08718-0003 Ultraflange [FONT=Verdana,Arial,Tahoma,Calibri,Geneva,sans-serif]Gray material used to seal areas as described in service manuals. It can also be used for most gasketless applications except oil pans (From some descriptions I thnk this has been called a Hondabond by some people

08717-0004 /
08717- 1194 Hondabond 4 Semi Drying sealant [FONT=Verdana,Arial,Tahoma,Calibri,Geneva,sans-serif]Liquid gasket sealant used to seal critical areas as specified in service manuals. Do not use it for gasketless applications unless specified in the service manual

Also, I have seen reference to people applying Hondabond to seal threads, particularly the water pump bolts; but, I expect that the correct product would be the Hondalock low strength thread lock / sealer or perhaps the Permatex product which is just a thread sealer might be the better product.

Aside from part number updates there are also some Hondabond products that may or may not be obsolete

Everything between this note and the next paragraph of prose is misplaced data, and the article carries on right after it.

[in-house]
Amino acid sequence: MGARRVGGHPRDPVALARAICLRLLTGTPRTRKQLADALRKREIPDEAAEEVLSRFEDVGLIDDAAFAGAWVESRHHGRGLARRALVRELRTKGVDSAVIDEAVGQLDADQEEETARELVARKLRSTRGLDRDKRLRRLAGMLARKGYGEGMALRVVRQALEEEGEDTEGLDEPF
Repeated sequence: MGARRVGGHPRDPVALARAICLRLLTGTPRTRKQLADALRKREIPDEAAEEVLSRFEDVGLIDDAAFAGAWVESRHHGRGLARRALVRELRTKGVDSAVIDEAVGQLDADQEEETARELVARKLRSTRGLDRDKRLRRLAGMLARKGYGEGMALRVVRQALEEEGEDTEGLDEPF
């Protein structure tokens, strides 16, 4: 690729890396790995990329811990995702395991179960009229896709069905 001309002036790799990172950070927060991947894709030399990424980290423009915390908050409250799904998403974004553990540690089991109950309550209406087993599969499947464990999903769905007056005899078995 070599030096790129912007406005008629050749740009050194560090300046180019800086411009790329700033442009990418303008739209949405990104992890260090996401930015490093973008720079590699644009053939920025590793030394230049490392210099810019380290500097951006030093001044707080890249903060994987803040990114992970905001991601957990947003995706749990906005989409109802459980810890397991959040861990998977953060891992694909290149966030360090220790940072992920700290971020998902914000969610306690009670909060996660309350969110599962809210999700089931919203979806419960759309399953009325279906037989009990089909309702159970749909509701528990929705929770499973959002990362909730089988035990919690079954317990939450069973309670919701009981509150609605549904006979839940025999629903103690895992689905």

[/FONT][/FONT][/FONT]
Hondabond HT1216F
[SUB][SUP]<strike>
</strike>[/SUP][/SUB]

I like Permatex Permashield which is a Hylomar blue clone. A none hardening product that can be used as a gasket dressing and a flange sealant. I would not use it as a gasket maker for large gaps. Kind of pricey. Really pricey if you go for the genuine Hylomar product.
 
What kind of torque wrench were you using? In my experience the gasket will start to squish out well before you reach 5lbft. If it was a clicker wrench the vast majority of those can't accurately read that low. I used a tiny beam wrench last time and went up to about 45inlb and stopped since the gasket was even with the edges of the block/pan.

"Hondabond" refers to the HT product most of the time from what I've seen. I've seen some BMW guys recommend the Permashield/Hylomar blue but never used it myself.